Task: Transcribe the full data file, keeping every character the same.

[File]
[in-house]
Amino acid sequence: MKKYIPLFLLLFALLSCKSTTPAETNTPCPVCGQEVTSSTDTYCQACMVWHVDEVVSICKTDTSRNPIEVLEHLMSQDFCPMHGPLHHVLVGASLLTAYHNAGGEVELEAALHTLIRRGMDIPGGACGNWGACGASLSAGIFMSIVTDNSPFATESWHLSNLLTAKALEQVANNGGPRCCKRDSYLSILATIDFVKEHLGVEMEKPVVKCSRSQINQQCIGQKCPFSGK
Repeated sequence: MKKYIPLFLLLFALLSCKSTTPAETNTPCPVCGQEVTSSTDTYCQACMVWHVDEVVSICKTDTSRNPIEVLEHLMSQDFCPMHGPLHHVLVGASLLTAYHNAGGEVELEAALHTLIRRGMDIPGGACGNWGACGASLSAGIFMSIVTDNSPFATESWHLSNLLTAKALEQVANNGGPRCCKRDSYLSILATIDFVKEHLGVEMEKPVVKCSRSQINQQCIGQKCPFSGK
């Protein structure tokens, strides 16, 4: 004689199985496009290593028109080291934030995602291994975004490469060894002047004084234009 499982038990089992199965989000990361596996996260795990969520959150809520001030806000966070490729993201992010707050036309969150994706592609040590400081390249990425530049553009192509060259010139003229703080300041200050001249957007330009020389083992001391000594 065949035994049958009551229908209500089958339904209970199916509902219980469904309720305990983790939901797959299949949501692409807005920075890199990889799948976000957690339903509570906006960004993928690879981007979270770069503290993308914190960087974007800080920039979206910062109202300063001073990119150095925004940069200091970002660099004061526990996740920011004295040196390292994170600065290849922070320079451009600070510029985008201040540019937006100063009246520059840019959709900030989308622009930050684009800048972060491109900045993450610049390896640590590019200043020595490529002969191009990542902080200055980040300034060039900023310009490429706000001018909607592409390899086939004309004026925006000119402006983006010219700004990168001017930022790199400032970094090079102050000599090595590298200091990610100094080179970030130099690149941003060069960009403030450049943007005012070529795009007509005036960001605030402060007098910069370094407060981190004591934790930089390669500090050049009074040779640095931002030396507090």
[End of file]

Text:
[in-house]
Amino acid sequence: MKKYIPLFLLLFALLSCKSTTPAETNTPCPVCGQEVTSSTDTYCQACMVWHVDEVVSICKTDTSRNPIEVLEHLMSQDFCPMHGPLHHVLVGASLLTAYHNAGGEVELEAALHTLIRRGMDIPGGACGNWGACGASLSAGIFMSIVTDNSPFATESWHLSNLLTAKALEQVANNGGPRCCKRDSYLSILATIDFVKEHLGVEMEKPVVKCSRSQINQQCIGQKCPFSGK
Repeated sequence: MKKYIPLFLLLFALLSCKSTTPAETNTPCPVCGQEVTSSTDTYCQACMVWHVDEVVSICKTDTSRNPIEVLEHLMSQDFCPMHGPLHHVLVGASLLTAYHNAGGEVELEAALHTLIRRGMDIPGGACGNWGACGASLSAGIFMSIVTDNSPFATESWHLSNLLTAKALEQVANNGGPRCCKRDSYLSILATIDFVKEHLGVEMEKPVVKCSRSQINQQCIGQKCPFSGK
């Protein structure tokens, strides 16, 4: 004689199985496009290593028109080291934030995602291994975004490469060894002047004084234009 499982038990089992199965989000990361596996996260795990969520959150809520001030806000966070490729993201992010707050036309969150994706592609040590400081390249990425530049553009192509060259010139003229703080300041200050001249957007330009020389083992001391000594 065949035994049958009551229908209500089958339904209970199916509902219980469904309720305990983790939901797959299949949501692409807005920075890199990889799948976000957690339903509570906006960004993928690879981007979270770069503290993308914190960087974007800080920039979206910062109202300063001073990119150095925004940069200091970002660099004061526990996740920011004295040196390292994170600065290849922070320079451009600070510029985008201040540019937006100063009246520059840019959709900030989308622009930050684009800048972060491109900045993450610049390896640590590019200043020595490529002969191009990542902080200055980040300034060039900023310009490429706000001018909607592409390899086939004309004026925006000119402006983006010219700004990168001017930022790199400032970094090079102050000599090595590298200091990610100094080179970030130099690149941003060069960009403030450049943007005012070529795009007509005036960001605030402060007098910069370094407060981190004591934790930089390669500090050049009074040779640095931002030396507090």